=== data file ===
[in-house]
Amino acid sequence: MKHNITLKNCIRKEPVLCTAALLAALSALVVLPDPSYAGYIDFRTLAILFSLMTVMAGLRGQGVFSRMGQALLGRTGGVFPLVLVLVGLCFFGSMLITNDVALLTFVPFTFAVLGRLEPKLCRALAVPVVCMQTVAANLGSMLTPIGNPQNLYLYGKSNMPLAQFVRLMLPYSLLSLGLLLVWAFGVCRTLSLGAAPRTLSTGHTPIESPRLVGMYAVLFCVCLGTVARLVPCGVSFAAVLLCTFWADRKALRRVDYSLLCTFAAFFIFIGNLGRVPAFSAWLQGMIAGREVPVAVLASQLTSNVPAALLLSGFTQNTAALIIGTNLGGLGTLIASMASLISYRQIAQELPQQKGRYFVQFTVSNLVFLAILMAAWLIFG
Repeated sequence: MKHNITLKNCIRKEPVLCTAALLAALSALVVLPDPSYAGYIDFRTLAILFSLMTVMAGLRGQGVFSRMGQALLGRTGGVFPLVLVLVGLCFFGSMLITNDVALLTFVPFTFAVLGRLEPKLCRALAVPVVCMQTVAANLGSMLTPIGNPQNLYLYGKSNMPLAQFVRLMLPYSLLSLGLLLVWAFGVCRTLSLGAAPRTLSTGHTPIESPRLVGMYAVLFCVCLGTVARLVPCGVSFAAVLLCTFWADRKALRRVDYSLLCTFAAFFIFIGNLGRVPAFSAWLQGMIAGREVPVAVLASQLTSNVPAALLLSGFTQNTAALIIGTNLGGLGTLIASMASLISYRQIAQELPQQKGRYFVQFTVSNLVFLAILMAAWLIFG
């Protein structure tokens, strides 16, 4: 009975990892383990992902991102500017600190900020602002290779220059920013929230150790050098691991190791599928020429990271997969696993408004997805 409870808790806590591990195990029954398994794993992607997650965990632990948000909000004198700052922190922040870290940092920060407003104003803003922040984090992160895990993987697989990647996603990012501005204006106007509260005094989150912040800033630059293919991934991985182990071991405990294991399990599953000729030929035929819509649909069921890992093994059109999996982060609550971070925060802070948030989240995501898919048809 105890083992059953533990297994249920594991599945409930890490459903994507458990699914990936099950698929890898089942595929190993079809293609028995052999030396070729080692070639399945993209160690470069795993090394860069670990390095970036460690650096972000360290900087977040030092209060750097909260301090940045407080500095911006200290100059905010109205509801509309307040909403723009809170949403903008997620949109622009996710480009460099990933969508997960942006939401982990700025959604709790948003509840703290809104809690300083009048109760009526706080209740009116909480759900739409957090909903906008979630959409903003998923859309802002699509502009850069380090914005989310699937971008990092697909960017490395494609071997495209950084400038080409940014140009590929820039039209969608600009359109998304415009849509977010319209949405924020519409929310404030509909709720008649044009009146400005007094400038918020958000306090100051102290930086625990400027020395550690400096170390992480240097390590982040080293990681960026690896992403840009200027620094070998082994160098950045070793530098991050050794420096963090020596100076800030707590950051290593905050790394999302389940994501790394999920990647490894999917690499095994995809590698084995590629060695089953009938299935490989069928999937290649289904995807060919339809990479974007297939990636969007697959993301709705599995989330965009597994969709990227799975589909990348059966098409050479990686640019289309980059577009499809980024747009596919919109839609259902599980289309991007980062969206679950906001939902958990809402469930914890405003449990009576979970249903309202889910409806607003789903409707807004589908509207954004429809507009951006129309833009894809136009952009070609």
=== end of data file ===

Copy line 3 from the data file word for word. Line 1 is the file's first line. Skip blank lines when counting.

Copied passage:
Repeated sequence: MKHNITLKNCIRKEPVLCTAALLAALSALVVLPDPSYAGYIDFRTLAILFSLMTVMAGLRGQGVFSRMGQALLGRTGGVFPLVLVLVGLCFFGSMLITNDVALLTFVPFTFAVLGRLEPKLCRALAVPVVCMQTVAANLGSMLTPIGNPQNLYLYGKSNMPLAQFVRLMLPYSLLSLGLLLVWAFGVCRTLSLGAAPRTLSTGHTPIESPRLVGMYAVLFCVCLGTVARLVPCGVSFAAVLLCTFWADRKALRRVDYSLLCTFAAFFIFIGNLGRVPAFSAWLQGMIAGREVPVAVLASQLTSNVPAALLLSGFTQNTAALIIGTNLGGLGTLIASMASLISYRQIAQELPQQKGRYFVQFTVSNLVFLAILMAAWLIFG